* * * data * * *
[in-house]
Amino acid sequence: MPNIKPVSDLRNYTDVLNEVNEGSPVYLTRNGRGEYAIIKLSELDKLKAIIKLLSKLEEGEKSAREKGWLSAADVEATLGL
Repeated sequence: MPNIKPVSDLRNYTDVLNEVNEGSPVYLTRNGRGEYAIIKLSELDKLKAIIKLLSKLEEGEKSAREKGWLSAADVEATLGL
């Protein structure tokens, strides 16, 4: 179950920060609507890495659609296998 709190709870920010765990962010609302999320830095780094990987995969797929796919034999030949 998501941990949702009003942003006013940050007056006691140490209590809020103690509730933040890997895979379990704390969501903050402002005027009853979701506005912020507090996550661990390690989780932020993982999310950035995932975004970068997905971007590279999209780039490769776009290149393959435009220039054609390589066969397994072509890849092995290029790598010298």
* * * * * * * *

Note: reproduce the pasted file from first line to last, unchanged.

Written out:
[in-house]
Amino acid sequence: MPNIKPVSDLRNYTDVLNEVNEGSPVYLTRNGRGEYAIIKLSELDKLKAIIKLLSKLEEGEKSAREKGWLSAADVEATLGL
Repeated sequence: MPNIKPVSDLRNYTDVLNEVNEGSPVYLTRNGRGEYAIIKLSELDKLKAIIKLLSKLEEGEKSAREKGWLSAADVEATLGL
């Protein structure tokens, strides 16, 4: 179950920060609507890495659609296998 709190709870920010765990962010609302999320830095780094990987995969797929796919034999030949 998501941990949702009003942003006013940050007056006691140490209590809020103690509730933040890997895979379990704390969501903050402002005027009853979701506005912020507090996550661990390690989780932020993982999310950035995932975004970068997905971007590279999209780039490769776009290149393959435009220039054609390589066969397994072509890849092995290029790598010298």